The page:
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Extreme Memory Tournament

From Wikipedia, the free encyclopedia

Memory League is a memory training and competition platform[1] originally founded and created by Nelson Dellis and Simon Orton under the name Extreme Memory Tournament (XMT).[2]

Memory League differs from traditional memory competitions in the fact that it is entirely digital, has head-to-head matches, and is composed of shorter disciplines. The five disciplines are one-minute memorization of names, words, images, numbers, and cards.[3]

The first three world championships took place in San Diego, California in 2014, 2015, and 2016. The structure of the competition saw 24 of the World's top memorizers, including Alex Mullen (USA),[4] Johannes Mallow (Germany), Simon Reinhard, Boris Konrad (Germany), Andi Bell (UK), Ben Pridmore (UK), Jonas von Essen (Sweden), and Yanjaa compete for up to USD $75,000 in prize money per championship over the course of three days.

2014 World Championship

The 2014 world championship took place on April 26–27.[5][6][7]

2014 Winners

The 2014 winners of the world championship were:[8]

2015 World Championship

Mnemonists from seven countries competed in over 45 rounds on May 2–3, 2016.[9][10][11] The competition was won by Johannes Mallow.[3][12]

2015 Winners

The 2015 winners of the world championship were:[13]

2016 World Championship

The 2016 world championship took place on June 24–26 and was an IAM-ranked competition.[14][15]

2016 Winners

The 2016 winners of the world championship were:[16][17]

  • First place: Simon Reinhard
  • Second place: Purevjav Erdenesaikhan
  • Third place: Tsetsegzul Zorigtbaatar

Online Memory League Championship

There is also a regular, seasonal, Online Memory League Championship.[18][19][20][21]

Other Memory League Championships

Other Memory League championships have included:

  • 2019 Scandinavia Open Memory League Championship[22]
  • 2018 Japan Memory League Championship[23][24][25]
  • 2018 Egypt Kids Memory League Championship[26]
  • 2018 Egypt Junior Memory League Championship[27]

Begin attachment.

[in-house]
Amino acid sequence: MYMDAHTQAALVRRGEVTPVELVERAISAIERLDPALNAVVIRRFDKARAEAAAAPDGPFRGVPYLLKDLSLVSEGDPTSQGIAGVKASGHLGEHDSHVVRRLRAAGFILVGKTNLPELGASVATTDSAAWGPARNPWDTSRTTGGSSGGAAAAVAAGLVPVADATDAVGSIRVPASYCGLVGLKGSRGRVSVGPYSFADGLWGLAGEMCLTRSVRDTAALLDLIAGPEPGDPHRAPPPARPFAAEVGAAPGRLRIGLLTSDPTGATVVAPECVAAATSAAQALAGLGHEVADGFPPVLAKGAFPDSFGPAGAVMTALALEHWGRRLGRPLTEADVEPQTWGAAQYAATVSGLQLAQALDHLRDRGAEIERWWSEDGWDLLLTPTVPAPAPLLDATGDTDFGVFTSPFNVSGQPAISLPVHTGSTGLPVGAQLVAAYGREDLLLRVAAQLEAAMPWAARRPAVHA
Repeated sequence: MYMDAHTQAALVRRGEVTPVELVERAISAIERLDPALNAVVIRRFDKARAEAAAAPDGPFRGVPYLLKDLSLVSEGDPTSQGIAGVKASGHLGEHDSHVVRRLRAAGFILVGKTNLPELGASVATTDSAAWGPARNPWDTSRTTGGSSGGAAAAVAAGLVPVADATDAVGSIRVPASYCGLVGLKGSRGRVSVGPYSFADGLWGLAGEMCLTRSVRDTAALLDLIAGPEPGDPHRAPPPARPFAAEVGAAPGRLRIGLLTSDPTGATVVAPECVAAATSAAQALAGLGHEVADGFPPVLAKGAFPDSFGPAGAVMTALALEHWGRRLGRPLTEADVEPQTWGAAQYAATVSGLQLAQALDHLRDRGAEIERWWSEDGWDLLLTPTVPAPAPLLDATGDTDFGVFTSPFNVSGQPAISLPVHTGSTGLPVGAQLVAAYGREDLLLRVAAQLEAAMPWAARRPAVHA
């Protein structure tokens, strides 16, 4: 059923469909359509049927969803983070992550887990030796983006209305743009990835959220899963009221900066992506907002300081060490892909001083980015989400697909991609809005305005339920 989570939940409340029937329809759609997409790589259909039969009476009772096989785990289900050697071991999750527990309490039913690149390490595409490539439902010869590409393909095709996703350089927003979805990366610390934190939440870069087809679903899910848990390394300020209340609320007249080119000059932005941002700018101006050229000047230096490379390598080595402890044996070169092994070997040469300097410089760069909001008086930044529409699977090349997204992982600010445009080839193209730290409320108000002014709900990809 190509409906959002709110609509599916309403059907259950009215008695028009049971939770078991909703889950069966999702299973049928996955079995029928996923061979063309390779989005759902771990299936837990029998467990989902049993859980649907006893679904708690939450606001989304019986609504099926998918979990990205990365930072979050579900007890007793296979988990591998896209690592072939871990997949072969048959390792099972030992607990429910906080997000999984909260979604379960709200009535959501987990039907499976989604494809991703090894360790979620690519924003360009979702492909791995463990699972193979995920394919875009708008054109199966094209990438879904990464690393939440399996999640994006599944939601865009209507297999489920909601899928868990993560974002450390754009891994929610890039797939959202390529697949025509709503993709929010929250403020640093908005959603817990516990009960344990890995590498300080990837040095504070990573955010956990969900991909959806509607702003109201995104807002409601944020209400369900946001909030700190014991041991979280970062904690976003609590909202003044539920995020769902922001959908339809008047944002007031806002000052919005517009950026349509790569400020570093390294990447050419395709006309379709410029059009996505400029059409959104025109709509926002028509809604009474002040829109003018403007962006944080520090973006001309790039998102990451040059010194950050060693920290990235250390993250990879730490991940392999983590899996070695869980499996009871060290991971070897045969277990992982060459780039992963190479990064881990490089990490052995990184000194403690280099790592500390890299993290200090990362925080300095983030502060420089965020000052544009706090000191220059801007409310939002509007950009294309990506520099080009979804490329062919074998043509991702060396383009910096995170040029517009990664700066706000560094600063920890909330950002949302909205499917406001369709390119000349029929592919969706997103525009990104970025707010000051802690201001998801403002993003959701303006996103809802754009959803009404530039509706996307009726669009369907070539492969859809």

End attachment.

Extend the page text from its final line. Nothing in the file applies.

• 2018 Scandinavian Open Memory League Championship[28]
  • 2018 Canada Junior Memory League Championship[29]
  • 2017 Scandinavian Open Memory League Championship[30]
  • 2017 German Open Memory League Championship[31]
  • 2017 UK Open Memory League Championship[32]
  • 2016 UK Memory League Championship[33]

See also

References

  1. ^ "HuffPost is now a part of Verizon Media". consent.yahoo.com.
  2. ^ "Memory League". memoryleague.com.
  3. ^ a b Medeiros, João (August 10, 2015). "The science behind the best memorisers in the world" – via www.wired.co.uk.
  4. ^ Frisch, Ian. "Lessons from America's First Memory World Champion". The New Yorker.
  5. ^ Carey, Benedict (May 19, 2014). "Remembering, as an Extreme Sport".
  6. ^ Hiscott, Rebecca. "Man With World's Strongest Memory Crusades Against Alzheimer's". Mashable.
  7. ^ Journal, A. B. A. "Lawyer wins memory tournament; what are the secrets of success?". ABA Journal.
  8. ^ "Memory League". memoryleague.com.
  9. ^ Aghajanian, Liana (May 6, 2015). "Extreme Memory Tournament: meet the Mongolian masters of the mnemonic" – via www.theguardian.com.
  10. ^ "Extreme Memory Tournament 2015". May 9, 2016.
  11. ^ "Extreme Memory Tournament 2015". KPBS Public Media.
  12. ^ "World's best compete with memory 'palaces'". May 1, 2015.
  13. ^ "Memory League". memoryleague.com.
  14. ^ "XMT 2016: World's top memory athletes to compete June 24-26 | The Source | Washington University in St. Louis". The Source. June 17, 2016.
  15. ^ Dellé, Florian. "The Extreme Memory Tournament 2016 | International Association of Memory".
  16. ^ "Memory League". memoryleague.com.
  17. ^ Mongolia conquers Extreme Memory Tournament 2016
  18. ^ "Memory League". memoryleague.com.
  19. ^ "Online Memory League Championship, season 4!". Art of Memory Forum. November 3, 2018.
  20. ^ "Memory League". memoryleague.com.
  21. ^ "Online Memory League Championship, season 5". Art of Memory Forum. April 7, 2019.
  22. ^ "Memory League". memoryleague.com.
  23. ^ "Memory League". memoryleague.com.
  24. ^ "2018 Japan Memory League Championship". Art of Memory Forum. December 11, 2018.
  25. ^ "JapanMLC2018".
  26. ^ "Memory League". memoryleague.com.
  27. ^ "Memory League". memoryleague.com.
  28. ^ "Memory League". memoryleague.com.
  29. ^ "Memory League". memoryleague.com.
  30. ^ "Memory League". memoryleague.com.
  31. ^ "Memory League". memoryleague.com.
  32. ^ "Memory League". memoryleague.com.
  33. ^ "Memory League". memoryleague.com.
This page was last edited on 18 May 2020, at 21:58
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